DUBLIN--(BUSINESS WIRE)--Research and Markets (http://www.researchandmarkets.com/research/5642v6/country_report) has announced the addition of the "Country Report Greece" country profile to their offering.
In a vindication of Greek prime minister Alexis Tsipras, and in line with our forecast, Greeks voted "No" by a stunning 61% to 39% in the July 5th referendum on whether to accept the terms of the bailout deal presented to Greece on June 25th. Despite his strengthened domestic position, Mr Tsipras will face some tough challenges in coming weeks and the risk of Grexit remains high.
The referendum result is an extraordinary vindication of Mr Tsipras and solidifies his position in his party, Syriza Unifying Social Front, and more broadly in Greece. It is a remarkable achievement in the face of unrelenting external political pressure and the difficulties presented by the imposition of capital controls and the closure of Greek banks last week. The Economist Intelligence Unit was the only research organisation to forecast a victory for the "No" camp as soon as the referendum was called. Our call was based on several assumptions:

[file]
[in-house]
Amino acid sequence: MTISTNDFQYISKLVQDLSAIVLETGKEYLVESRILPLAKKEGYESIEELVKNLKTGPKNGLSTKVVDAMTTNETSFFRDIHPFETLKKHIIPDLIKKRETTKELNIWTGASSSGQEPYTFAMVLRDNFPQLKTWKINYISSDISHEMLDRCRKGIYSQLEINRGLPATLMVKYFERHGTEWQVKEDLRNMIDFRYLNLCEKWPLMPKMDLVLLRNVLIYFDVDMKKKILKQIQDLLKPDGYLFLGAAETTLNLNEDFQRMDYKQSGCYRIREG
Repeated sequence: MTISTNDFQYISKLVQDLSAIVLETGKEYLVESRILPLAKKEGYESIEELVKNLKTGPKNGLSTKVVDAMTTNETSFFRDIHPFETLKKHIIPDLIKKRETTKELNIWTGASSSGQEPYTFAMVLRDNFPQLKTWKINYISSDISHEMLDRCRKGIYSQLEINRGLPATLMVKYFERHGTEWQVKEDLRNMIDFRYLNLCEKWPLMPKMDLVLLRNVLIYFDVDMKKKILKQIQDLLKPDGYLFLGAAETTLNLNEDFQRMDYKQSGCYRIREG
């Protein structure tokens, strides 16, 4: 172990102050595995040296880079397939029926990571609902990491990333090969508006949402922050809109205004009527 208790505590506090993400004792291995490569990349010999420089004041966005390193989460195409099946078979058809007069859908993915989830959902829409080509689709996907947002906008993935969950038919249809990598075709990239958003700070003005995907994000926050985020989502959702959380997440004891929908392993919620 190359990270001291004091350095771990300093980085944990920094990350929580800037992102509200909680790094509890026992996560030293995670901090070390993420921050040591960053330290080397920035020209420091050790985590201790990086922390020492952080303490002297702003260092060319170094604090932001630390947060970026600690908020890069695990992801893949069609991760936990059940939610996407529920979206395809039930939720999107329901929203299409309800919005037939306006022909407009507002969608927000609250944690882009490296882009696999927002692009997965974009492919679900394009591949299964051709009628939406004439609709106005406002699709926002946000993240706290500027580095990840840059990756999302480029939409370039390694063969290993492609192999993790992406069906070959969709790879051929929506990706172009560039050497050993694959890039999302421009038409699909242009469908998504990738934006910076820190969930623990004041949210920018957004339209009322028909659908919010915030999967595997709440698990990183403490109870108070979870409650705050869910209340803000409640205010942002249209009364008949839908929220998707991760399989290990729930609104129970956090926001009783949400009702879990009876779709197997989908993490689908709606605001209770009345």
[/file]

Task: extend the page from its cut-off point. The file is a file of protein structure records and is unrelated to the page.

The decisive result in the government's favour will have caused consternation and dismay in the chancelleries of Europe. Europe's leaders will need to absorb the shock and decide how to respond before a special European leaders' summit on Tuesday July 7th. The referendum result raises the stakes for both sides. It makes it more difficult for Mr Tsipras to make big concessions in order to reach agreement with the country's creditors. It also makes it more difficult for German chancellor Angela Merkel and other euro zone leaders to make concessions to Greece because of the moral hazard arguments. If euro zone creditors were now to make concessions to Greece it would embolden other opponents of austerity and reform in the event of future crises.
Country Report Greece
- Greek "No" vindicates Tsipras, but tough decisions ahead
- "No" vote raises the stakes for both sides
- Can the banks open and can Greece pay?
For more information visit http://www.researchandmarkets.com/research/5642v6/country_report